3 art students win national recognitio



    Three BYU students from the Art Department have not only gained recognition in Utah but have received national acclaim for their artwork.

    Amy Barrett, a senior from Provo majoring in illustration; Jeffrey Merrill, a senior from Idaho Falls, Idaho, also majoring in illustration; and Norman Krantz, a junior from Honolulu, Hawaii, majoring in industrial design, won national awards in April for their ingenuity and creativity.

    Each of these students entered and placed in different contests, all of which consisted of extensive competition from other universities and colleges, said Robert T. Barrett, associate chair of the Visual Arts Department.

    Amy Barrett entered a competition sponsored by the Society of Illustrators in New York City. The Society of Illustrators is an art institution that has been offering art awards for over 100 years, Amy Barrett said.

    The competition Amy entered consisted of almost 6,000 entries from various individuals. Only 81 entries received prizes.

    Amy Barrett’s untitled acrylic painting was selected for The Starr Foundation Award, which includes a $500 cash award. The BYU Art Department also received a $500 grant from the award, Robert Barrett said.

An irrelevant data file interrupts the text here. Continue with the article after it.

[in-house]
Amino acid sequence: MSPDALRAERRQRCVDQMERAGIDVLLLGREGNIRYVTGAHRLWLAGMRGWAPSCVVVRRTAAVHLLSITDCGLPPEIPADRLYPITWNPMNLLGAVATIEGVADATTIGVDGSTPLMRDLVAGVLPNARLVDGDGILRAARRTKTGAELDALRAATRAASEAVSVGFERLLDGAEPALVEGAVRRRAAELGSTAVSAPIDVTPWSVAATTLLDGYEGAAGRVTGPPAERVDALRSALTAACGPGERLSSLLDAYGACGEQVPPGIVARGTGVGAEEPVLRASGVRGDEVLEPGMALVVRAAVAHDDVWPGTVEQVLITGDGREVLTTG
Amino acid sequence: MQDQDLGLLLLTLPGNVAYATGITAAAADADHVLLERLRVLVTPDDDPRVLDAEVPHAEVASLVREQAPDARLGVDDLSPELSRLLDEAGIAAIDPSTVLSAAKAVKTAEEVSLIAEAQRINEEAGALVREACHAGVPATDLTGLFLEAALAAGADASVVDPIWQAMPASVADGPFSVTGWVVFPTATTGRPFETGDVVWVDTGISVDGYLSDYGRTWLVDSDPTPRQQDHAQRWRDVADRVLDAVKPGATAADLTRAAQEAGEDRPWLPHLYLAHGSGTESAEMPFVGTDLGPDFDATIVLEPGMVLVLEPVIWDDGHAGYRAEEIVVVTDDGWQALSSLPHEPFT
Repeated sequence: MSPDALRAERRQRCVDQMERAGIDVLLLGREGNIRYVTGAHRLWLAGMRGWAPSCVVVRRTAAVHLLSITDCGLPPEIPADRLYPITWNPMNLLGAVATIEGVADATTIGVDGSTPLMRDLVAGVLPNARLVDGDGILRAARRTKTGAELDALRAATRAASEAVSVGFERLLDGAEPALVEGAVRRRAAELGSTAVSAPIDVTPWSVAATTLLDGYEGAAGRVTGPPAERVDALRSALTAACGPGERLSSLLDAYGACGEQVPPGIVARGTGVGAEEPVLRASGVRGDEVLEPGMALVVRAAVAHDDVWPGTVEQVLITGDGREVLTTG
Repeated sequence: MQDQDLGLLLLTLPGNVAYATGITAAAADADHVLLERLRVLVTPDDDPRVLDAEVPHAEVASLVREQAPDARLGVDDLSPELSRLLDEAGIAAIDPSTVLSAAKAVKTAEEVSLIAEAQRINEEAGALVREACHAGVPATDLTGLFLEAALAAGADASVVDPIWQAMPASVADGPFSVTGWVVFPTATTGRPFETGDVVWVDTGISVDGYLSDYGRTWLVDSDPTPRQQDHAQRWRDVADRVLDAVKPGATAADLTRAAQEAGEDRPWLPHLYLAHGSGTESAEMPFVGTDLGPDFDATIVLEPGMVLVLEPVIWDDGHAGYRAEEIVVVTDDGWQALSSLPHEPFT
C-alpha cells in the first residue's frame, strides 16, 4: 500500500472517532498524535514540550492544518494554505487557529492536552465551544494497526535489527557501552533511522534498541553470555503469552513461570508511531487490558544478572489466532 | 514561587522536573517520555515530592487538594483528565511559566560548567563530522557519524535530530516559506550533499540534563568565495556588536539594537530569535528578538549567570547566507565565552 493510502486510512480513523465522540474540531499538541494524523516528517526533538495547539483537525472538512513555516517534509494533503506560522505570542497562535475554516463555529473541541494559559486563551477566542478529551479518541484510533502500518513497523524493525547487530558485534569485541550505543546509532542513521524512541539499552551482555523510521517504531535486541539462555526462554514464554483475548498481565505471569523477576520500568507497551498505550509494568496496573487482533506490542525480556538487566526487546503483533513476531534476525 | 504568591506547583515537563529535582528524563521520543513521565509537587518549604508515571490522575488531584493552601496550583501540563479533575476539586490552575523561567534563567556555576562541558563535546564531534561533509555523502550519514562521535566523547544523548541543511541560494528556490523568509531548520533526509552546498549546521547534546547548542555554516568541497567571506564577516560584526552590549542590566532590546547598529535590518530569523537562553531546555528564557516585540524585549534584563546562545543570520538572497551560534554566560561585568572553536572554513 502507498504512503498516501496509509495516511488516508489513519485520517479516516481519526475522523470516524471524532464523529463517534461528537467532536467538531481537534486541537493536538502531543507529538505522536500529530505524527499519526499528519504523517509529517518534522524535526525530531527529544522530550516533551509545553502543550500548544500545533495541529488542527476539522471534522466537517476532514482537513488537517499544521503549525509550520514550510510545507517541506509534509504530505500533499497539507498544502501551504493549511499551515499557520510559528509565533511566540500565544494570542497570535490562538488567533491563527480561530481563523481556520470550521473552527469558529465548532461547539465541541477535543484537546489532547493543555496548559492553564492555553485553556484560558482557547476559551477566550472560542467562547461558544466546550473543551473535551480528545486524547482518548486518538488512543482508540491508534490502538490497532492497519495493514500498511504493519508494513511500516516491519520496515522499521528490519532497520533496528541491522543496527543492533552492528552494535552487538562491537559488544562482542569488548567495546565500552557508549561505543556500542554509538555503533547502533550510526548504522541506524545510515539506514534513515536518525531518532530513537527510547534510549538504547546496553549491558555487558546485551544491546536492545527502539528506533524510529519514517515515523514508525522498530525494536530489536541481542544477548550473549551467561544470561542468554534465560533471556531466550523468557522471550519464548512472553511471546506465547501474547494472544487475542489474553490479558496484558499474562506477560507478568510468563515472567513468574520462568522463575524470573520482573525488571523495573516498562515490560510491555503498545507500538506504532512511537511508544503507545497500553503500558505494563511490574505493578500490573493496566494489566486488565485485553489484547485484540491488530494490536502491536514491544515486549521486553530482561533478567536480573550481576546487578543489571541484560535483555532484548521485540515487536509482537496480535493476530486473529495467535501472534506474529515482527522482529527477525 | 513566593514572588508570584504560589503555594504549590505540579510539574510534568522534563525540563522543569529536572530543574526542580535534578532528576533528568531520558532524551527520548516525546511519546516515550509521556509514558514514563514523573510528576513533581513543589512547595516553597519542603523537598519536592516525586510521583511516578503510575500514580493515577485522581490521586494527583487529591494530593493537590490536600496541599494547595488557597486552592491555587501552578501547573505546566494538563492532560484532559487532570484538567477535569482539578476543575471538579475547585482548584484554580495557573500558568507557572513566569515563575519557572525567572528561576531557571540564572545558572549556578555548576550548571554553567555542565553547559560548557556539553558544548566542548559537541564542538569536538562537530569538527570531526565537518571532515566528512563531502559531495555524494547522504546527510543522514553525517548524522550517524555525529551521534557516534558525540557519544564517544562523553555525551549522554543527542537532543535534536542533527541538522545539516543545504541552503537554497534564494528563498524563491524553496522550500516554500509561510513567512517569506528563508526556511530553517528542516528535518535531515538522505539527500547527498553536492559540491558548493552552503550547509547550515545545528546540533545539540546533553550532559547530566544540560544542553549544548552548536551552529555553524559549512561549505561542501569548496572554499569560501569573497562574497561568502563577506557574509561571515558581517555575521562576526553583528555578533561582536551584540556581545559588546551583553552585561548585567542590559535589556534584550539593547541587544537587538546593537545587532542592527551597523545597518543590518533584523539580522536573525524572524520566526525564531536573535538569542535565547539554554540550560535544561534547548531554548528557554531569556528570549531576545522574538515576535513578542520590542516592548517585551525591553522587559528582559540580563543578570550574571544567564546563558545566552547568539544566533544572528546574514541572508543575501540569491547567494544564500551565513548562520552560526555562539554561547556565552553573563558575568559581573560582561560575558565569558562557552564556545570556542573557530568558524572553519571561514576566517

Merrill won second place in this year’s Strathmore Portrait ’95 Illustration Contest. Strathmore Paper Company, which sponsored the contest, manufactures and sells art products throughout the nation, Robert Barrett said.

    Stipulations of the contest included an original illustration on a Strathmore product surface. The illustration was to be a reflection of 1995.

    Merrill’s second place award consisted of a $250 cash award. His illustration was selected from over 1,000 entries.

    Krantz entered and won second place in the 1996 Tylenol/Arthritis Foundation Student Design Innovation Excellence Awards, said Douglas Stout, professor of the Visual Arts Department.

    The competition stipulations required interested students to create a project that specifically helped arthritis patients in some way. Krantz designed a lock for doors that provides easy opening for patients, especially those suffering from extensive arthritis in their hands, said Douglas Stout, visual arts professor.

    Krantz received a $500 cash award, a trophy, and a certificate for his design.

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